“Thankfully, my mom found a wonderful healing center where she and I could go to process our grief - Ele’s Place Ann Arbor! I remember thinking how much wanted to attend, because my mom told me about it and said I WOULDN’T BE ALONE. I was happy that at Ele’s Place I was a part of a group and surrounded by other teens my age who had a similar loss to mine. I did not want to feel singled out or alone through the grieving process, I was excited to be able to go there.

“Without Ele’s Place Ann Arbor, I would have a lot less emotional control, and I would not be able to talk about my father like I am right now. Furthermore, I would not have had anything to look forward to for quite some time. I really enjoyed coming each week to see my peers, who became my friends, and to be with my wonderful, perfect facilitators, whom I cannot say enough amazing things about. I wouldn’t have met some wonderful people who have truly changed me for the better.” ❤

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❤ Mike Halpern – VOLUNTEER ❤
(2 of 2)
March 24, 2022

“It’s now 2022, and I’ve been an Ele’s Place Ann Arbor volunteer grief facilitator for eight years. The Ele’s Place peer-to-peer model creates a forum where similar-aged children and teens engage in facilitator led activities, each designed to help them process their feelings of loss, sadness, and pain, as well as the many unexpected changes that accompany the death of someone in their life. They discuss complicated feelings at their level. Not surprisingly, children and teens find common ground to discuss, and as a result, don’t have to feel alone, isolated, or different.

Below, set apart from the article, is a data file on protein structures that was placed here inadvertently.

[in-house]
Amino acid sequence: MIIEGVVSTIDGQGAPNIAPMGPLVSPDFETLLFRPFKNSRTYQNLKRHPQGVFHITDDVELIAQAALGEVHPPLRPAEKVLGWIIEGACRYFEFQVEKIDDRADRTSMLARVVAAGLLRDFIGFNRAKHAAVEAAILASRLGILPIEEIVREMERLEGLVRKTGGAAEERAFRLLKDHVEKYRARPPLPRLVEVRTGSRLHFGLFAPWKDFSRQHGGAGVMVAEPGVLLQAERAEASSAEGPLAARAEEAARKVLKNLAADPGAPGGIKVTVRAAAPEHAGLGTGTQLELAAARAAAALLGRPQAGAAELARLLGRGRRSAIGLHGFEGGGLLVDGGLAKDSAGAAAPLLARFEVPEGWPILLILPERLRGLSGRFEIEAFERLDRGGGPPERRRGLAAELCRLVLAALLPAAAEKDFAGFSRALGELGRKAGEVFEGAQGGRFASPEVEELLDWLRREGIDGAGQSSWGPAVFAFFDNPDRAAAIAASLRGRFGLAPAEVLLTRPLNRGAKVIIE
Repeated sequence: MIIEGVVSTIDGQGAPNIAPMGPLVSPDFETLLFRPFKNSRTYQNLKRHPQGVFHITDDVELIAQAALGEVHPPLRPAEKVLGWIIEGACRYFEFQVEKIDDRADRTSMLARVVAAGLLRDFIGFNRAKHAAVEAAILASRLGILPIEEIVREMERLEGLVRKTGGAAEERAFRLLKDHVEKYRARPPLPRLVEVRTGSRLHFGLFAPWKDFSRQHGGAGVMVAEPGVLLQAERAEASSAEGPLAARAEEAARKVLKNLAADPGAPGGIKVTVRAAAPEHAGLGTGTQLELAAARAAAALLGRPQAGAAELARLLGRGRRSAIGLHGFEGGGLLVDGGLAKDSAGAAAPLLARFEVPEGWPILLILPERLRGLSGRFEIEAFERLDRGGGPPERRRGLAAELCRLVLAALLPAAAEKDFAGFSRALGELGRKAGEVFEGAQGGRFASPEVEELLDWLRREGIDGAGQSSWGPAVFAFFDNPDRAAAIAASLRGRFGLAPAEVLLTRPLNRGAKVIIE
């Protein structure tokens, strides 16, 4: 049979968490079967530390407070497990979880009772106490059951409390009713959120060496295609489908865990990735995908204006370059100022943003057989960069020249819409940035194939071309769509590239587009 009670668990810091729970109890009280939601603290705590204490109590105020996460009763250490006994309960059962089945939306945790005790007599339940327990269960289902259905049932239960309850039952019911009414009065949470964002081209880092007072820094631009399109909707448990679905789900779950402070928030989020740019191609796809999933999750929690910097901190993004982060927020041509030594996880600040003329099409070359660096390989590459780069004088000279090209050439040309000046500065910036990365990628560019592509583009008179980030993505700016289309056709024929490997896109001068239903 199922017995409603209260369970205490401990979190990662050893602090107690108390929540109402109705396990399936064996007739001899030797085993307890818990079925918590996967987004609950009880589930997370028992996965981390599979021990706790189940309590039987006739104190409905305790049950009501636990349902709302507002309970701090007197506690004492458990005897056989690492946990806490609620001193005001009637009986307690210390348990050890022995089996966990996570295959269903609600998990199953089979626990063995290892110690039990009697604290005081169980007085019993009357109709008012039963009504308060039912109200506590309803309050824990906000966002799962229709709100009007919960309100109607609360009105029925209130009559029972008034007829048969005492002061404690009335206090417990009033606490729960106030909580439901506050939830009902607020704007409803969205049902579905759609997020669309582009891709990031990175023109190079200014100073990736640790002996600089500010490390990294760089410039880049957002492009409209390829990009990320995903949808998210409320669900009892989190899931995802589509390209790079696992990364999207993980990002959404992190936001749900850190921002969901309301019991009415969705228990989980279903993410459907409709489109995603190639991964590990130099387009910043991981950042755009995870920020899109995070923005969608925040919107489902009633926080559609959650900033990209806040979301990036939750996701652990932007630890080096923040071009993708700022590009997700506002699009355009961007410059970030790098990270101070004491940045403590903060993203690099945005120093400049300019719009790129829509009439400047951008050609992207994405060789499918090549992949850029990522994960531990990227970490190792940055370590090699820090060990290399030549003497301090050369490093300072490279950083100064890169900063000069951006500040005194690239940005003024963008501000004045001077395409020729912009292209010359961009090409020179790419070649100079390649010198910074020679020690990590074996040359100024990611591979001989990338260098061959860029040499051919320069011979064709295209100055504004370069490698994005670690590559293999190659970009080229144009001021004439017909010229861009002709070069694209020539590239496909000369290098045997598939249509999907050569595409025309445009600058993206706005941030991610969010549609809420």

“As a volunteer facilitator, this metaphor illustrates grief for me: Grief is like a terribly painful scar that gradually hurts less as it fades, but never goes away. It is always part of you, but it changes and takes on different forms.

“Talking with others doesn’t eliminate grief for children and teens, but it does make it easier for them to process it and begin to move on with their lives. I am so honored to be an Ele’s Place Ann Arbor volunteer facilitator, and so happy that there is an Ele’s Place for children, teens and their families to attend, so they DON’T HAVE TO GRIEVE ALONE." ❤

Mike Halpern, thank YOU for sharing your little heart stories throughout the month of March! We are grateful for YOU – YOU fill the HEART of Ele’s Place Ann Arbor. ❤

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❤ Mike Halpern – VOLUNTEER ❤
(1 of 2)
March 10, 2022

“January 31st, 1969 was a cold, wintery Ann Arbor day that started with my brother Andy and I walking to Wines School. After lunch my second-grade teacher walked me to the principal’s office. To my surprise, Andy was waiting for me. Why was everyone so quiet and grim? Mrs. Dickson, a family friend drove us home without saying a word. Our mom let us in, burst into tears, and said, “Your father died this morning.”  Andy started sobbing. I struggled to comprehend the moment. I was frozen…it felt like an atomic bomb detonated in my abdomen creating a void of emptiness and hurt. When I returned to school the kids, even my friends, avoided me. Glassy-eyed teachers acted like everything was normal. I knew that EVERYTHING had changed. I would be alone, isolated, and different for the rest of my life.

“As an Ele’s Place Ann Arbor grief support group volunteer facilitator, I often reflect back on how much my brother, my mom and I could have benefitted from peer grief support when my dad died. I am so honored to be an Ele’s Place Ann Arbor volunteer facilitator, and so happy that there is an Ele’s Place for children, teens and their families to attend, so they DON’T HAVE TO GRIEVE ALONE.” ❤

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❤ Molly Dobson – DONOR ❤
(4 of 4)
February 23, 2022

“You need that purpose. A sense of purpose and deciding what’s most important to you, where you would most like to share your riches with those who are in need. It’s hard to be a good donor. You have to be very conscientious. … I like concentrating on my own community, where I can know the need, I can know the leadership, I can know what’s being accomplished and how purposeful it is.